Monday, January 12, 2015

Not Pictured - New Year, New Grief

If you are not the type of person that wants to be "around" sadness/anger or death topics which may cause social discomfort, I suggest you wander somewhere else on the inter web.  This will be my only warning. 


We are entering a new year.  A new year that no longer shares the same dates as Louie's brief life.  W & I have been waiting to turn the page on something that may feel like hope.  But as I enter this year, there's a sadness that the distance grows from our time together as a family of 3. 

Through the last 10 months, many people have said they couldn't imagine what I am going through.  I'm usually glad to hear that because I would never wish this fate on anyone.  On the other hand, I thought I would try to articulate my feelings as it's not "how was your weekend" casual conversation. 

2015 has global travels and new jobs, but the most apt way to vaguely understand how I feel is that there is an asterisk on my life.  You have to search for it in the fine print. It says "*Not Pictured: Louie Chiang" since March 16, 2014.  

The sadness doesn't stop as a point in time that freezes, which is how deaths of peers (tragically young) or elders previously impacted me.  The pain ages with time when I track babies that get fatter and start smiling, babbling, sitting.  And the pain projects and flashes through future milestones too: walking, talking, fighting, graduating, getting married, having children.  Oh how I wish that "grief time" would fast forward, but it doesn't.  Grieving for a child ages at the same 24 hours that happens for the living.  Ever so slowly...ever waiting on heaven.  

There's also something I call "grief aftershocks".  This one was expected given what I read in blogs and books, but still hard.  It's that the typical, normal world can no longer relate to you. 

Let me walk you through the types of innocuous questions of every day life, particularly in a new job.  

Scenario 1: 
Person A:  Do you live in the city?  What kind of work do you do? (Small talk, small talk)  Do you have children? 
Me: (How should I answer this?  I'm the one in pain, but I need to worry about how they will feel.  In this stage of grief, I cannot give any other answer.)  Yes. I have a son.  He passed away shortly after birth.   
Person A:  (OMG. Panic strikes. I wish I never asked that question. I didn't mean to upset her.  What do I say?  How do I leave this conversation?)  I'm really sorry. 
Me: Thank you.  We are surviving the best we can. (P.S. I don't feel awkward because I already know my son is dead and live with the nightmare every moment.  I get don't want to feel awkward and you're afraid you hurt my feelings.  You haven't, but feel free to run away.  I wish I could too). 
Scenario 2: 
Person B:  How are you doing?  Are you feeling better? 
Me: Not really, but surviving.   
Person B: Ok, well don't let this get you down forever.  It's not good to dwell.  Have hope, think happy thoughts and focus on the next baby.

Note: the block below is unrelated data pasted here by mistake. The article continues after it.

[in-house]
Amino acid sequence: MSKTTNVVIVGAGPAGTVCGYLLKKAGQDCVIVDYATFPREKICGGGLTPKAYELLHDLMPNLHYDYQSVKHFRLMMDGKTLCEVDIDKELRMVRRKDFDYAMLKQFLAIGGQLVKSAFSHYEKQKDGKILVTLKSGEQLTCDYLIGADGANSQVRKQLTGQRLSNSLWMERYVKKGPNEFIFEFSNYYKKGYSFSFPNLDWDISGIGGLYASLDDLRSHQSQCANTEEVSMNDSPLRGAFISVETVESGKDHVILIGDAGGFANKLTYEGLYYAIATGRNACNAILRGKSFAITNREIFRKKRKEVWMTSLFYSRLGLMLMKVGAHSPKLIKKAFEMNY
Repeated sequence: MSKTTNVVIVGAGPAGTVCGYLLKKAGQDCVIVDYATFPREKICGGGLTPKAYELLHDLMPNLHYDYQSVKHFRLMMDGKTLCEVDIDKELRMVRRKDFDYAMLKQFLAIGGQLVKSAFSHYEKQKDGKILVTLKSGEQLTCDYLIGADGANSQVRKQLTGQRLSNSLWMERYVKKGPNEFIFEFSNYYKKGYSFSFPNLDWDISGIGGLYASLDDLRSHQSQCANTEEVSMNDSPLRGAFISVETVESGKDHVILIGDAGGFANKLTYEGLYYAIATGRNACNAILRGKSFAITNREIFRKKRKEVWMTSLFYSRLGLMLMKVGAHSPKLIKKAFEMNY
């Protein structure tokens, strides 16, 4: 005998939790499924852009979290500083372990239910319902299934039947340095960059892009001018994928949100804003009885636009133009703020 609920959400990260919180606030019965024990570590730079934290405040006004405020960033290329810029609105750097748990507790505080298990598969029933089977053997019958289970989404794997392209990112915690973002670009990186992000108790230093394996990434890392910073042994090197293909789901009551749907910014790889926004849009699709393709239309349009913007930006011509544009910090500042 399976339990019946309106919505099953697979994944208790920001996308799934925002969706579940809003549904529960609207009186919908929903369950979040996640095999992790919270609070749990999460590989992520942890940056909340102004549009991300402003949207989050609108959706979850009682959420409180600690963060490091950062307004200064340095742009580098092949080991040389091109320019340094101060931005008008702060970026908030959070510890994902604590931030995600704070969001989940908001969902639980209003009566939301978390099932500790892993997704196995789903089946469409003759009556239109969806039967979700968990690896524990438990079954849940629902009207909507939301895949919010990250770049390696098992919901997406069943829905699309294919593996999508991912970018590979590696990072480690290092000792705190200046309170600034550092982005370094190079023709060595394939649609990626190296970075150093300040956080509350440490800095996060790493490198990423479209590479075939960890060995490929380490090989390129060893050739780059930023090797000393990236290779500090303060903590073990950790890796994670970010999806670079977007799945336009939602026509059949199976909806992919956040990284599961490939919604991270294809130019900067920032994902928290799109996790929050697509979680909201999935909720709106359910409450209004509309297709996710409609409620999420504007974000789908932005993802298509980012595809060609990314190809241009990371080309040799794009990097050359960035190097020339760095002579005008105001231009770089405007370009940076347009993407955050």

Me: Doing the best I can.  (It's been less than a year since my son, Louie, died. He counts as a person!!! I think I deserve a break on the pressure to feel better.  No one wants me to feel better THAN ME.).
 And you get the picture for the weird ways relationships change after this kind of loss.  

On the other hand, grief forces a posture of gratitude more than anything I've ever experienced.  There is so much unexpected kindness in the world.  I never take for granted the reality of life.  Yes...just living.  It's not something that I assume.  Sure, I plan for my retirement and go to work, but there's a clarity that comes with death.  Quite simply, you know what matters in life.  Louie has taught me to love more, be thankful for what I have, and be mindful of the present.  It will never justify this tragedy, but I will honor and remember him.     

I am so grateful for those who have pushed yourself to engage with the grief: the emails, visits to Skylawn, the songs, the presents for Louie, handmade gifts of love. They bring out the tears that heal.  I am not trying to dwell forever, but I will not ignore or pretend that I am ok. I will not speed through this defining chapter of my life.  

Every conversation I have, every blog post I write, every country I visit, just picture the asterisk that will always say "Not Pictured: my little love, Louie".  My grief is an overflow of the love that I cannot give you in this life. 

Louie, you deserve my whole heart, even if you left a hole in my heart.  

Pro tip for those who don't know how to engage in grief:  It truly is different for every person.  For me, I am always relieved to talk about how much I miss Louie.  After all, parents of live children talk about their kids all the time. Throw a bone to the bereaved.  If I'm too emotionally drained in the moment, I may just say that I'm tired, but I always appreciate when people ask. 


  1. You are entitled to grieve as you feel is right, for as long as you feel is right.

    1. That's a great article, my Chapter 3 friend.